“At 28 years old, it’s kind of surreal. But it’s very exciting.” said Alex Bogomolov Jr. , who at the advanced age for a tennis player, participated in a Grand Slam event as a seeded player for the first time – in the Slam he had missed the last five editions, he also played it for the first time under the Russian flag (he changed his nationality in December last year). It didn’t help to reach the last 32 for the first time in Melbourne, however, Boggy led three times with a break in the deciding set against Llodra (the match consisted of 19 breaks of serve!).
A player with similar name – Alexandr Dolgopolov  became a revelation of the previous Australian Open eliminating much more higher ranked opponents (Tsonga, Soderling) after lopsided 5-setters. He has already won two another lopsided 5-setters at the Australian Open 2012, this time against much more lower ranked opponents (Greg Jones, Tobias Kamke). In the second round he fought back from a 1:3* (30 all) deficit in the 5th set on Hisense Arena. Later on, at match point down (*5:6) in a 5-stroke rally, his forehand clipped the line and a moment later caught Kamke contre pie with a backhand down the line winner. It was a funny match with enormous running on both sides because both players prefer similar style of play.
In the most entertaining meeting of the first four days, on Margaret Court Arena, John Isner  fired 43 aces ## to battle past David Nalbandian  in the second round. The Argentinian was two points away from taking the victory at 5:4* in the 4th set, in the deciding set he held 3 mini-match points at 8:8 against the slightly limping Isner. The American head off the danger twice with baseline rallies, at the third break point he hit an ace and Nalbandian began to argue with the chair umpire Kader Nouni because he didn’t allow to challenge the ball (too late decision by Nalbandian to use the hawk-eye according to the referee). “Fat Dave” called the supervisor but it only ended up with a loss of concentration. In the following game he led 30-0 but lost four consecutive points. Interestingly both players were involved in similar matches (4th set tie-break, 5th set with a two game advantage) last year, but with reversal luck (Nalbandian beat Hewitt, Isner lost to Cilic). “It was a lot of fun, first off,” said Isner after a 4-6, 6-3, 2-6, 7-6, 10-8 victory in 4 hours 41 minutes. “Very similar to my match here last year where I lost 9-7 in the fifth on that same court. I told myself I didn’t want to repeat that effort. I wanted to actually win that one. It felt really, really good to win it“. The angry Nalbandian after the match threw a bottle of water at staff member and was fined $8,000 for that misbehaviour. Bad energy was in the air…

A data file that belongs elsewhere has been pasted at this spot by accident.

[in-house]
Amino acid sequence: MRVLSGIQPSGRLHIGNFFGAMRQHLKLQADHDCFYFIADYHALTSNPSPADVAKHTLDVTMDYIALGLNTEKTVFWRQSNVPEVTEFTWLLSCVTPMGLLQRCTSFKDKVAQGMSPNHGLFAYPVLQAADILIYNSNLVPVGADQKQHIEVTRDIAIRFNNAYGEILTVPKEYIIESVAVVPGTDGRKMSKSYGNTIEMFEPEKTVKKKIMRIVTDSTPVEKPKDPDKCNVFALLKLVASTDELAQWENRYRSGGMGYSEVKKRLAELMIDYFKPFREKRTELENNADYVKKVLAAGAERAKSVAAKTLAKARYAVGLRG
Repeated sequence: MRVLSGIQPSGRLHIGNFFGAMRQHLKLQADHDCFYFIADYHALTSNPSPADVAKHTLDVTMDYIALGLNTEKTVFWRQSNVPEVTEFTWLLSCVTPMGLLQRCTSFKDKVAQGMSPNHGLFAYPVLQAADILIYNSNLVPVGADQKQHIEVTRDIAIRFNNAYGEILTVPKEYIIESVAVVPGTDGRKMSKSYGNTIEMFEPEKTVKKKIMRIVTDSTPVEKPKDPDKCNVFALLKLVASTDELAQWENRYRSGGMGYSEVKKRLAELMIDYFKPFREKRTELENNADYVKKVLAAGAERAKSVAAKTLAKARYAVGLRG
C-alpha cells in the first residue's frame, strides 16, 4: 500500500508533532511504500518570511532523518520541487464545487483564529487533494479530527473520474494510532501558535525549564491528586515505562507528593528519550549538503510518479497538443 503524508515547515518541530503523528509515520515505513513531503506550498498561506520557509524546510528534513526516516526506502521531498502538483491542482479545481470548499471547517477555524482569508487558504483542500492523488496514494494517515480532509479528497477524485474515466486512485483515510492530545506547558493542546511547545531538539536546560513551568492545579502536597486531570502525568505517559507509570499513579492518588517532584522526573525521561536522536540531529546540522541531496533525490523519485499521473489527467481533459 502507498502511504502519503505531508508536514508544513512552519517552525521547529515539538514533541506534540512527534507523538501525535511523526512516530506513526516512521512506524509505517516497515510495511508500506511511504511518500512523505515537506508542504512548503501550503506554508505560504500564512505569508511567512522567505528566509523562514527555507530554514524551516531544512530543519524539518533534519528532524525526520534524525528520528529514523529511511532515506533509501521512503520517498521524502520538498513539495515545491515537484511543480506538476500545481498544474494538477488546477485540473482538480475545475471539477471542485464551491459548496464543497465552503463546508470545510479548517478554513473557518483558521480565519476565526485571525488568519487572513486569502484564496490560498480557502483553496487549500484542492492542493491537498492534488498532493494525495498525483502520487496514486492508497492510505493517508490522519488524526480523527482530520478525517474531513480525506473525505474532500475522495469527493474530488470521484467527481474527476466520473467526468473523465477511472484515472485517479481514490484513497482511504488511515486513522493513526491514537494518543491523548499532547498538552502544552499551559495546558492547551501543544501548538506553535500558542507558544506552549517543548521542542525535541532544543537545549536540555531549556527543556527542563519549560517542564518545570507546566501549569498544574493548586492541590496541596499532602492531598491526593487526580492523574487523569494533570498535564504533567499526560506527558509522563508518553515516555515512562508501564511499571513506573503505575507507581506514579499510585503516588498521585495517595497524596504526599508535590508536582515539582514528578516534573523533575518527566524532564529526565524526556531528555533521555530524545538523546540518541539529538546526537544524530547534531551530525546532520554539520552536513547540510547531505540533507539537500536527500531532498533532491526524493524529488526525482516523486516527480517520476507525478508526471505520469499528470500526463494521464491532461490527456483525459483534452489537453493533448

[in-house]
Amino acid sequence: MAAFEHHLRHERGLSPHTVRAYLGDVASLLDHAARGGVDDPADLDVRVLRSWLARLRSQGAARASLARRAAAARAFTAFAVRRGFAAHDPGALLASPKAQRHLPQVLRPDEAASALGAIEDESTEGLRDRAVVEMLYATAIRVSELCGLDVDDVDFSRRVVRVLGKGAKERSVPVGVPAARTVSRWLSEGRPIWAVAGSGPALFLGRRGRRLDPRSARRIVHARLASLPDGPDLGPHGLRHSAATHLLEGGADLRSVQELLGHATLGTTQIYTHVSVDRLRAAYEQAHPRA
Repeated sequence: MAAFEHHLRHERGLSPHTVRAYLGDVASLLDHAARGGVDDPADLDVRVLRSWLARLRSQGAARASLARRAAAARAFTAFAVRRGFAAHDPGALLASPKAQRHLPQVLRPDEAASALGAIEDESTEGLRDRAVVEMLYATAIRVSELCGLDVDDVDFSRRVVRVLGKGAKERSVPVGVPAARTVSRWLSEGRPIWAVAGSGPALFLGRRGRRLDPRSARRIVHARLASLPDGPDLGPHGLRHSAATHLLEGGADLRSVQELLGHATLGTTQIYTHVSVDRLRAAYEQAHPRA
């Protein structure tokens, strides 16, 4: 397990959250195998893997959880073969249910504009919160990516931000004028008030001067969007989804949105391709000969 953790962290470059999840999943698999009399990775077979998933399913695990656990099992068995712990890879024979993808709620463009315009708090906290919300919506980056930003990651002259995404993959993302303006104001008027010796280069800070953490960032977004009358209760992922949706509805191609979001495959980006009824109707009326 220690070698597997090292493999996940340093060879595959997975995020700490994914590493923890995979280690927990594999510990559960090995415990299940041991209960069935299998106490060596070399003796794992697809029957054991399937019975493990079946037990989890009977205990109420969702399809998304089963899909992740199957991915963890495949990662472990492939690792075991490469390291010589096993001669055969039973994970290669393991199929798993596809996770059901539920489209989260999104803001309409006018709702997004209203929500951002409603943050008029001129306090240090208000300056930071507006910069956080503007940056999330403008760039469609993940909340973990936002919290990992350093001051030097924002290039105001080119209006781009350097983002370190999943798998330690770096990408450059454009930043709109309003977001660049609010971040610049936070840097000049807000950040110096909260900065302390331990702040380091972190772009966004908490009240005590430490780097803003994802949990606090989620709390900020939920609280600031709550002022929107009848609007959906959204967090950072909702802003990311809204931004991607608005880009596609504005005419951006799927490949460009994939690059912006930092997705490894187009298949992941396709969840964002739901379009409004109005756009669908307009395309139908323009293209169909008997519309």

…there was an amazing outburst on the same court in the following match. The former finalist Marcos Baghdatis  who is rather associated with good manners and friendly attitude, sitting on his chair during the changeovers, broke four racquets in 40 seconds (!!) being two breaks down in the 4th set against Wawrinka. The Cypriot literally devastated the first two Tecnifibre racquets, dealing with another two he didn’t even bother taking them out of the plastic wrapping 😀 The furious attack cost him a $1.250 fine. Well, he suppressed negative emotions too long…
French veterans and doubles partners, Julien Benneteau and Nicolas Mahut won their matches on day 4, grabbing second sets with five set points down in a process. Benneteau outlasted his compatriot Simon 7-5, 7-6(8), 1-6, 3-6, 6-2 on Court 6 in the last match of the second round, coming back from a *2:5 (15-30), 3:5 (set point) in the 1st set and saving another set points at *5:6 (three) and in the tie-break (two) of the 2nd set. He celebrated the victory on his back, his one month younger friend Mahut on the knees. He dig out of a big hole as he managed somehow to beat a newcomer Ito of Japan in four sets, although he was 1-6, *1:4 (deuce) down, later on saved a set point at 4:5 and a quadruple set point in the vital tie-break.
The longest match:
4 hours, 53 minutes. Andrey Golubev d. Mikhail Youzhny 7-5, 6-7, 6-4, 4-6, 6-3
23-18 Juan Carlos Ferrero, 17-12 David Nalbandian, 16-10 Mikhail Youzhny, 16-9 David Ferrer, 15-9 Fernando Verdasco, 13-9 Nikolay Davydenko, 11-5 Philipp Kohlschreiber, 10-18 Ivan Ljubicic, 9-8 Nicolas Almagro, 8-4 Yen-Hsun Lu, 7-4 Julien Benneteau, 7-5 Gilles Simon, 7-6 Danai Udomchoke, 6-1 Alexandr Dolgopolov, 6-7 Viktor Troicki, 5-7 Michael Llodra, 5-4 Sergiy Stakhovsky, 4-2 Jeremy Chardy, 4-1 Marcel Granollers & Kei Nishikori, 4-5 John Isner, 3-6 Juan Monaco, 3-4 Lukas Lacko, 3-0 Mikhail Kukushkin, 2-0 Andrey Golubev, 2-1 Bernard Tomic, Grigor Dimitrov & Donald Young, 2-2 Flavio Cipolla, 2-5 Alex Bogomolov Jr., 1-2 Tobias Kamke & Ryan Sweeting, 1-3 Jesse Levine, 1-4 Rik De Voest, 0-1 Matthew Ebden, Greg Jones & Peter Gojowczyk, 0-3 Illya Marchenko